IF Scotland do make it to the European Championships next summer to end the seemingly interminable wait for the Tartan Army to savour major tournament football once more, there will be no one in the country who will savour the moment more than David Marshall.

The goalkeeper earned his debut cap after all way back in 2004 under Berti Vogts, the last man to even take the nation into a play-off. The bruising second-leg defeat to the Netherlands was almost a year before Marshall made his bow though, meaning that his 15-year international career to this point has been a hotchpotch of qualifiers, friendly appearances and more watching briefs as an unused substitute than he would care to remember.

Brought back in as the nation’s number one under Steve Clarke though, all that will change in March – fitness willing – as he looks set to take the gloves for the biggest games Scotland has seen during his long involvement with the national side.

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Marshall never lost faith that he would come back to reclaim the number one position for his country, a feat made easier admittedly by the retirement of Rangers’ Allan McGregor and the lack of game-time Craig Gordon is currently enjoying at Celtic.

Perhaps more impressively, the Wigan keeper has never lost his faith that Scotland can get back to a major tournament, and he is praying that March will be both his and the country’s moment at last.

“I genuinely felt as long as I got back to a good enough level, I could get here again,” Marshall said.

“It maybe happened a little bit quicker than I thought and the situation with other goalkeepers changed as well. I hoped it wasn’t done, anyway.

“There have been stages in my career when I’ve not been involved at club level and not been there, so you do miss it. These things [withdrawals] happen at this time of the year and there’s a lot of games coming up over the Christmas period, so it must be difficult for the manager to try to get a settled squad, but I’ve never had any issues about turning up.

“I made my debut under Berti. Football has changed a hell of a lot since then but in terms of the set-up it’s limited in what can change because we don’t have a lot of time together.

“I’ve been in a few campaigns like [this], where the manager loses his job early and the campaign’s done. It’s been a bit strange because we’ve known all along that come March, we’ve got a play-off anyway, so it’s been a bit different.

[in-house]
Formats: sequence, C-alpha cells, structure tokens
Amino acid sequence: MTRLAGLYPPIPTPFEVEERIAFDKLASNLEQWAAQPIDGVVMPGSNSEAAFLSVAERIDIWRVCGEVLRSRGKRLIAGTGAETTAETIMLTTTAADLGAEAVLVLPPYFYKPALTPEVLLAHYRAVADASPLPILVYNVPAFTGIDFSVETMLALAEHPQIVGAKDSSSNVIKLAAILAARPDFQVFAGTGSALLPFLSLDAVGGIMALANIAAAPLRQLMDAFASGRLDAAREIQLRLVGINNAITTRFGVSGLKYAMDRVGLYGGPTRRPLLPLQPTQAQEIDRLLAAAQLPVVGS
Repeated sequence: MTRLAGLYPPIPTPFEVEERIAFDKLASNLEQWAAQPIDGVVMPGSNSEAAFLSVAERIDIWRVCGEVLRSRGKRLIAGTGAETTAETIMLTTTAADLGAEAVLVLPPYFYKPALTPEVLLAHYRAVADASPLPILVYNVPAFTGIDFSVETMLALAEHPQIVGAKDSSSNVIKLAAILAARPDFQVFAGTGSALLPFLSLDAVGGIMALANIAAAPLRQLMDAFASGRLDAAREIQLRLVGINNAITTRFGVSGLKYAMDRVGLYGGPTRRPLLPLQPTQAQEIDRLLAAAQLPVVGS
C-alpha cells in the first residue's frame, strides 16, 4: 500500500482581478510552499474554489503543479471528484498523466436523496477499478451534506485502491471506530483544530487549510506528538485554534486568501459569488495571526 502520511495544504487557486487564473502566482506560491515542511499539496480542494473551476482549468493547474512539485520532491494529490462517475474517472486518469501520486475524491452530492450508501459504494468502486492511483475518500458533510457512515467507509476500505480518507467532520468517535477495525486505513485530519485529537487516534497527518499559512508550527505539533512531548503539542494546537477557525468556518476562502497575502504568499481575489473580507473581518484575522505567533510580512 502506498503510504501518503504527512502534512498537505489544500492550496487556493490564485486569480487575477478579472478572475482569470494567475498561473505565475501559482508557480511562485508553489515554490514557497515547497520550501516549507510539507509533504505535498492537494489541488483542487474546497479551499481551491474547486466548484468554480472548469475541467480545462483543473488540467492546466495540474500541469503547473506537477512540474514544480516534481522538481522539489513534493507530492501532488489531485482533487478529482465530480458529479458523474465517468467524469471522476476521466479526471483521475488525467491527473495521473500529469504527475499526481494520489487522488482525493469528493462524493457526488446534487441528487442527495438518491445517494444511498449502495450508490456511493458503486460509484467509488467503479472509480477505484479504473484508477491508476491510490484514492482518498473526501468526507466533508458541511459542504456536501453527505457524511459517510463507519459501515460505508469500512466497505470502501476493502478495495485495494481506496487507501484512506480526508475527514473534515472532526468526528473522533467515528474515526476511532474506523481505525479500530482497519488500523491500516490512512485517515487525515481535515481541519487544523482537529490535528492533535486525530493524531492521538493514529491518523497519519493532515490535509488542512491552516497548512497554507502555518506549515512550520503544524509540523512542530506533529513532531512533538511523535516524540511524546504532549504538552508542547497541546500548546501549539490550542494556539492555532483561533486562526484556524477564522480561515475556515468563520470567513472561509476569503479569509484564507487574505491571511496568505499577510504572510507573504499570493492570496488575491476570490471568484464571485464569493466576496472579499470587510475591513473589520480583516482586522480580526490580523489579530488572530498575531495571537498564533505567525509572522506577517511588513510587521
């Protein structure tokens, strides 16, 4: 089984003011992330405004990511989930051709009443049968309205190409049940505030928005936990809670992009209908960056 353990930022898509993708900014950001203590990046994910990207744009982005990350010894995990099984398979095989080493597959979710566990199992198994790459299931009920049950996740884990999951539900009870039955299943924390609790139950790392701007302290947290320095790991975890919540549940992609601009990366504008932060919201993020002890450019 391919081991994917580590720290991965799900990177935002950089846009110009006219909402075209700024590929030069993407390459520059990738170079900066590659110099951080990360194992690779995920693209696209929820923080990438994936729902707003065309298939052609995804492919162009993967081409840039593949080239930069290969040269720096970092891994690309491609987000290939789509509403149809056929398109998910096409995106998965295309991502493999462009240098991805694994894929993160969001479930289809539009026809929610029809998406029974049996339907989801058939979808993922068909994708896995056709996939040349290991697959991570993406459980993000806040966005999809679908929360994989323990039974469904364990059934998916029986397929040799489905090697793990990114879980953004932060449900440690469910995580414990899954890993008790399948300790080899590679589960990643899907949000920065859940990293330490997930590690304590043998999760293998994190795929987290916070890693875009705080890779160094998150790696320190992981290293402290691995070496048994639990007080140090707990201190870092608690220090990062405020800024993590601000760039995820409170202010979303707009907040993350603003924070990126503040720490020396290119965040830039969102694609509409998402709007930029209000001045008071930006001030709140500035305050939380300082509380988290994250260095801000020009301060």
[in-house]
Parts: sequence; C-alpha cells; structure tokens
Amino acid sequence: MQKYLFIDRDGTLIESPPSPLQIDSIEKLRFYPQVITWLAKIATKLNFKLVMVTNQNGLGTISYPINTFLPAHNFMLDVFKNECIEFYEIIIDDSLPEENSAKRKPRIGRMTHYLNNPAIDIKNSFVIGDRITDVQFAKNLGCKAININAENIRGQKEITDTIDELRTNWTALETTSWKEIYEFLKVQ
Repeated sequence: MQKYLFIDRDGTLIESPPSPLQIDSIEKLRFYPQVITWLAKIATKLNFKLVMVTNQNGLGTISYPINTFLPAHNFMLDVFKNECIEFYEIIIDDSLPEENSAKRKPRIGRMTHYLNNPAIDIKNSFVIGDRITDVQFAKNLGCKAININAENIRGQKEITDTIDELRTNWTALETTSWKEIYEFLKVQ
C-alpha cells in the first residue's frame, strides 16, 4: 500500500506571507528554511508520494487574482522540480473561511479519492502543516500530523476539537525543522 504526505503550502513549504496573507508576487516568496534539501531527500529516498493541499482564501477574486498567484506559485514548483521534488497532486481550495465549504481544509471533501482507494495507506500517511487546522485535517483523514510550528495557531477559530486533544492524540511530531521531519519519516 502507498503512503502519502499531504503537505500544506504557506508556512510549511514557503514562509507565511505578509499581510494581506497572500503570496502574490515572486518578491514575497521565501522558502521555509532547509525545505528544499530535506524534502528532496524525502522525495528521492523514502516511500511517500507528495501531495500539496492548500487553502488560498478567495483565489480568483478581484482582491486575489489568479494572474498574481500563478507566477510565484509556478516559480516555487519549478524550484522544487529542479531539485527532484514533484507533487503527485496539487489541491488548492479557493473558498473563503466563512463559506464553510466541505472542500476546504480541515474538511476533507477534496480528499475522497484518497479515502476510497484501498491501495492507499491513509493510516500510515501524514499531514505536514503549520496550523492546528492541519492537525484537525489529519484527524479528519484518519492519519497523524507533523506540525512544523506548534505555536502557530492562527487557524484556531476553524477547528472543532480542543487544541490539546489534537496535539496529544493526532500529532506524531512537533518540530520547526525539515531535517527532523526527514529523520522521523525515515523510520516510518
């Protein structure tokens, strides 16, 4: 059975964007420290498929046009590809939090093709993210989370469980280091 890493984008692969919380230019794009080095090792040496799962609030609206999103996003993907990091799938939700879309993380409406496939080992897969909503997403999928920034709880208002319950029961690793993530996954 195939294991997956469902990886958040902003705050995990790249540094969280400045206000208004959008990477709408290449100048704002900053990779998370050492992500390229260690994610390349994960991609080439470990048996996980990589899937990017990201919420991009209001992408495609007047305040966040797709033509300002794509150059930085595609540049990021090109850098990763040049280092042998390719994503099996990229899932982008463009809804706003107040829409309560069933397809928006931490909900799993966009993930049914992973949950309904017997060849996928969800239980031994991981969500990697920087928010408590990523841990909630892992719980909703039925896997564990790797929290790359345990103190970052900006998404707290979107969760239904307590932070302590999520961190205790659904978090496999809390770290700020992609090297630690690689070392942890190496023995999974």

“You get a lift when a new manager comes in. Some fresh lads are added to the squad and we are all keen to see what the manager wants to do.

“It’s four months now before the prep starts for the March match. It’s a new squad and there have been a lot of injuries as well, so it’s been difficult for the manager to get any kind of continuity.

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“But winning on Saturday night, winning last month and winning this game [against Kazakhstan] will be helpful.”

Marshall was quick to praise the job being done by manager Steve Clarke since he took over from Alex McLeish as Scotland manager, but the keeper says that it is the players who must take the responsibility on of achieving what has eluded the team for over two decades now.

“He’s been great,” he said. “The first camp was the June one, the training was great - everybody knows their job, and everybody enjoyed it.

“We’ve been unsuccessful getting to tournaments in recent seasons and when you chop and change managers there comes a time when that’s not the issue. The experience the gaffer’s had, who’s worked with and where he’s been, I don’t think anybody can question his role at all. Everybody enjoys turning up and everybody enjoys the training. Hopefully more wins will help us getting that confidence on the pitch.

“The players have worked really hard, we’ve won one game and we’ve another on Tuesday. So obviously it gives the manager a decision to make in March.

“I’m sure the fans who travelled and watched on TV could see how much winning meant to us on Saturday. The crowd won’t be as high on Tuesday but hopefully we can put on a show and that can lead into a bit of belief come March.”